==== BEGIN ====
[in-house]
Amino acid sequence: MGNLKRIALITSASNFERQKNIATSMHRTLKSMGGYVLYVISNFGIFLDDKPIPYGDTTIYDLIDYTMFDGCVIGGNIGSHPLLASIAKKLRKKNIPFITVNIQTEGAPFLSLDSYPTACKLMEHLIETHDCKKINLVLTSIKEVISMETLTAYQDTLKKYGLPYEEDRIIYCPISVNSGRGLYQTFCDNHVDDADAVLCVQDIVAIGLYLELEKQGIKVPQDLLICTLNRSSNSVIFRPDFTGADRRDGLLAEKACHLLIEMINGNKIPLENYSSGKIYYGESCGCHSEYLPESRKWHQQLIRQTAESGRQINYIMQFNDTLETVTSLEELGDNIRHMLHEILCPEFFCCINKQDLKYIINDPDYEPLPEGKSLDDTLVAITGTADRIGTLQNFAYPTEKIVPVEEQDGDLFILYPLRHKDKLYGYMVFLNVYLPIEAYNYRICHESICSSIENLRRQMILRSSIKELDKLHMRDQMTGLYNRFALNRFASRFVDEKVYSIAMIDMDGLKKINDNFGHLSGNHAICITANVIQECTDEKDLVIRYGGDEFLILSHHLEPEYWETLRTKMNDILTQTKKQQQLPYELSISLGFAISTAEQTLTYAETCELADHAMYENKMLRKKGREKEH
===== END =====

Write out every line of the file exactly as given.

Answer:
[in-house]
Amino acid sequence: MGNLKRIALITSASNFERQKNIATSMHRTLKSMGGYVLYVISNFGIFLDDKPIPYGDTTIYDLIDYTMFDGCVIGGNIGSHPLLASIAKKLRKKNIPFITVNIQTEGAPFLSLDSYPTACKLMEHLIETHDCKKINLVLTSIKEVISMETLTAYQDTLKKYGLPYEEDRIIYCPISVNSGRGLYQTFCDNHVDDADAVLCVQDIVAIGLYLELEKQGIKVPQDLLICTLNRSSNSVIFRPDFTGADRRDGLLAEKACHLLIEMINGNKIPLENYSSGKIYYGESCGCHSEYLPESRKWHQQLIRQTAESGRQINYIMQFNDTLETVTSLEELGDNIRHMLHEILCPEFFCCINKQDLKYIINDPDYEPLPEGKSLDDTLVAITGTADRIGTLQNFAYPTEKIVPVEEQDGDLFILYPLRHKDKLYGYMVFLNVYLPIEAYNYRICHESICSSIENLRRQMILRSSIKELDKLHMRDQMTGLYNRFALNRFASRFVDEKVYSIAMIDMDGLKKINDNFGHLSGNHAICITANVIQECTDEKDLVIRYGGDEFLILSHHLEPEYWETLRTKMNDILTQTKKQQQLPYELSISLGFAISTAEQTLTYAETCELADHAMYENKMLRKKGREKEH